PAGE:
What is a real device cloud and why do you need it for testing?

Nadezhda Yushkevich
Updated on
Mar 28, 2024
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Mobile app testing has often been not only a necessity but also a pain. The pain is because there are a wide range of OS versions and a huge number of devices that have different screen sizes, features, capabilities, functionality, different firmware. To make sure that the application works correctly, it is necessary to test it on the maximum number of real devices before release. Many companies cannot afford to buy all the necessary devices and then maintain them and buy additional new models. To solve this problem, this is where a real device cloud comes in. In this article, we will understand what it is, how it differs from virtual platforms for testing, and what are the main benefits of the real device cloud.

Real device cloud and its alternatives

A real device cloud is a data center that contains many real devices of different brands, with different OS and various firmware versions.

The cloud includes software to connect existing devices with all possible clients, presenting them on a computer or making them available to tools such as Selenium or Appium.

Simply put, the real device cloud is a mobile testing environment that allows developers to test the performance of an application remotely on various devices. The device cloud offers organizations access to the newest and legacy devices. Thus, companies can test the performance, usability, and functionality of the application directly on the devices used by their end-users. In addition, the real device cloud allows organizations to save on the purchase and maintenance of the entire laboratory of the real devices on their premises.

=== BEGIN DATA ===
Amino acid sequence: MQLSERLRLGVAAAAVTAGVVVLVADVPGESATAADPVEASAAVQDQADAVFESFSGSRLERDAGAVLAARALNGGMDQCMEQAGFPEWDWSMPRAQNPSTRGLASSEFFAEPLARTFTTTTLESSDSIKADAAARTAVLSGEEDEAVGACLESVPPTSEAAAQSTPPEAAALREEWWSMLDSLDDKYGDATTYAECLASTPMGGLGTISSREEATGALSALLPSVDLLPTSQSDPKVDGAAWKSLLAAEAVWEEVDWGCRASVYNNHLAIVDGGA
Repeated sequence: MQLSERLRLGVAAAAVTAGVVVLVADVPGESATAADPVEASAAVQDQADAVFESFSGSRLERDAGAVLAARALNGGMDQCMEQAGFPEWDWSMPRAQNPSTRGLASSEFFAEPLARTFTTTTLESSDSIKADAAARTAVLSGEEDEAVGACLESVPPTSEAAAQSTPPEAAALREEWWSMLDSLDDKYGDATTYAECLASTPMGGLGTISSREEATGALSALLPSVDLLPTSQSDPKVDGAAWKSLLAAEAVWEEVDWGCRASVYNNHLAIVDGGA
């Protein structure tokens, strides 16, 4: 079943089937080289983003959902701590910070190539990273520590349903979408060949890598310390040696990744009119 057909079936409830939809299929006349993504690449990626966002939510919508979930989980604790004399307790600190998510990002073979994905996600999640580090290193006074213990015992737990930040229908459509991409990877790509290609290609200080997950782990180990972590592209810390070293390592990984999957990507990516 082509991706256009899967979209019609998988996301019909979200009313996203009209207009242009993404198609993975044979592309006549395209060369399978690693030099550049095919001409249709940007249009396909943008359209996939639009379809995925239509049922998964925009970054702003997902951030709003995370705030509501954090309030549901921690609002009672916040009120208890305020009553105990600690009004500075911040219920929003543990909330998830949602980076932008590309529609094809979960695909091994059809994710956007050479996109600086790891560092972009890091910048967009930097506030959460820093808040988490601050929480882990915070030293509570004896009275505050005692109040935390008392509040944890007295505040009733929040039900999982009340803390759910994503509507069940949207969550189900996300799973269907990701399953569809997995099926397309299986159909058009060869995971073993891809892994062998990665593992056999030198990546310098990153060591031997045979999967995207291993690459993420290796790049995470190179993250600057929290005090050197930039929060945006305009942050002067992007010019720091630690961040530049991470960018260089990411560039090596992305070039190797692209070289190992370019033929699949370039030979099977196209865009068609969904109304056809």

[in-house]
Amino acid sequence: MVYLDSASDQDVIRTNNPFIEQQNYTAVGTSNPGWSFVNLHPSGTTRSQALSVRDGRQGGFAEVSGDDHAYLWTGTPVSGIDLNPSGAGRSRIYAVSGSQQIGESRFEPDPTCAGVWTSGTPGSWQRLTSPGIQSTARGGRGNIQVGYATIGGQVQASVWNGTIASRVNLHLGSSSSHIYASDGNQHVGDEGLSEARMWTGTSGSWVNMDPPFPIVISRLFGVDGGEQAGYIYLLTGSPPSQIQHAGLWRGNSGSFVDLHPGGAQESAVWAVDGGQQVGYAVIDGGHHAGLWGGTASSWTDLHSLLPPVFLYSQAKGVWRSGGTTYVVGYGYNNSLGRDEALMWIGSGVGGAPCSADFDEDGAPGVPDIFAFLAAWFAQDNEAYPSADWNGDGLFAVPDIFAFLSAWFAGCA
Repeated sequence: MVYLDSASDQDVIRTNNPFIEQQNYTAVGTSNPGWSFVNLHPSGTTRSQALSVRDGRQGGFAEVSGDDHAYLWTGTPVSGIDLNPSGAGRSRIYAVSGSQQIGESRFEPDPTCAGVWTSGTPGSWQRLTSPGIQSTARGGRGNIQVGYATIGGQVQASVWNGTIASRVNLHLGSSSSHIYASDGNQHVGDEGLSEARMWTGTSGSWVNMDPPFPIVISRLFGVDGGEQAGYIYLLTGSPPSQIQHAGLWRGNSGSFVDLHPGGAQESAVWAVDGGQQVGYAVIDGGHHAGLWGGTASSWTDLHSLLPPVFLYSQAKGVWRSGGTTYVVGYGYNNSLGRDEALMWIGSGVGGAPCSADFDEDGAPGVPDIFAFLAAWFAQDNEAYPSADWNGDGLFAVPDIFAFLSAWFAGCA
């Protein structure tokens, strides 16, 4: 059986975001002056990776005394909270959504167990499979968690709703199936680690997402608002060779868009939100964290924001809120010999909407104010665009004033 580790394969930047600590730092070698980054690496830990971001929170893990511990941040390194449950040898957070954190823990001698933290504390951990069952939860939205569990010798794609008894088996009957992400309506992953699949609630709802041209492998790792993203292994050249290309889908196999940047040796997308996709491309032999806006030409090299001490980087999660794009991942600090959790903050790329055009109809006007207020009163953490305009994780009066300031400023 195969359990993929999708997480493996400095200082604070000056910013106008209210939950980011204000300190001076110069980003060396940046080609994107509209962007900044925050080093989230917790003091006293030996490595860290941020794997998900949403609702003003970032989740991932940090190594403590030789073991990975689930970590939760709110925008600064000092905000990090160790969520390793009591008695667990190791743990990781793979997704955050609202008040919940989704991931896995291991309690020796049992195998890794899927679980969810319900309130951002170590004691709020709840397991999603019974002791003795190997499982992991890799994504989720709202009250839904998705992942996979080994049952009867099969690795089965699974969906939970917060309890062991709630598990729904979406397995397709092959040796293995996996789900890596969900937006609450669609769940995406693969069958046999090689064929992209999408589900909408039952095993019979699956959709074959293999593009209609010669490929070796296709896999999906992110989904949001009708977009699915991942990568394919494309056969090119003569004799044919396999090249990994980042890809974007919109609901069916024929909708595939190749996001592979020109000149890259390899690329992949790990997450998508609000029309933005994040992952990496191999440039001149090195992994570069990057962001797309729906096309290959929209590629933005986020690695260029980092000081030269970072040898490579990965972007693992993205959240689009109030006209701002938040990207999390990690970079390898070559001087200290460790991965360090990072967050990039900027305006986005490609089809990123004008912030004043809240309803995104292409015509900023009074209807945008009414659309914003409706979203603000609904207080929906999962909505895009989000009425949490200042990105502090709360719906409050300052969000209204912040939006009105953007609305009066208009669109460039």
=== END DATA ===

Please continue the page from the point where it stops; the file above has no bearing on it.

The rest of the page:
Device clouds differ in their capabilities. Some of them consist of virtual or simulated devices. Others offer access to physical devices. There is no way to say one is better than the other. A cloud of emulator devices allows you to test an application for scalability, you can handle multiple simultaneous requests in one go. The real device сloud provides insights into the way factors such as battery charge will impact app performance. Moreover, the real device cloud is often preferable to testing with a device in hand, as it allows you to take notes, switch devices quickly and easily, perform automated tasks, etc.

Device clouds come in different types and sizes, offer different payment models, can be designed for a specific audience, and have specific functionality settings and use cases.

Real devices vs Emulators: key criteria before selection

The virtual testing platform is a software that imitates mobile devices. You can test your mobile app using an emulator or simulator directly from your desktop.

Now let's figure out when to use the real device cloud, and when virtual testing platforms will be a better choice.

User interface accuracy validation

The user interface is a critical aspect of any mobile application because most people prefer to use the mobile version, as the phone is always at hand. The user interface does not need any special hardware for testing. If you need to test how good your interface looks, a virtual testing platform is the best choice.

Reliable network conditions

This is one of the important focus areas in mobile app testing. Impossible to guess the characteristics of different bandwidths. Even if we take into account that many people are today on 4G and above, this does not change the fact that network conditions are unreliable when the device is in motion. Moreover, mobile application testing should also focus on offline data management so that the user experiences less inconvenience due to poor networks.

Today, almost all testing of mobile application options are related to network bandwidth. Virtual testing platforms began to provide options for network throttle, and there is also software such as Clumsy that can help you tighten the bandwidth number for testing. However, all these options are not enough to test the application in real conditions. When it comes to bandwidth, we are talking not only about the reception but also about hardware problems, as well as other reasons. In this case, it is better to use testing on real devices with network options.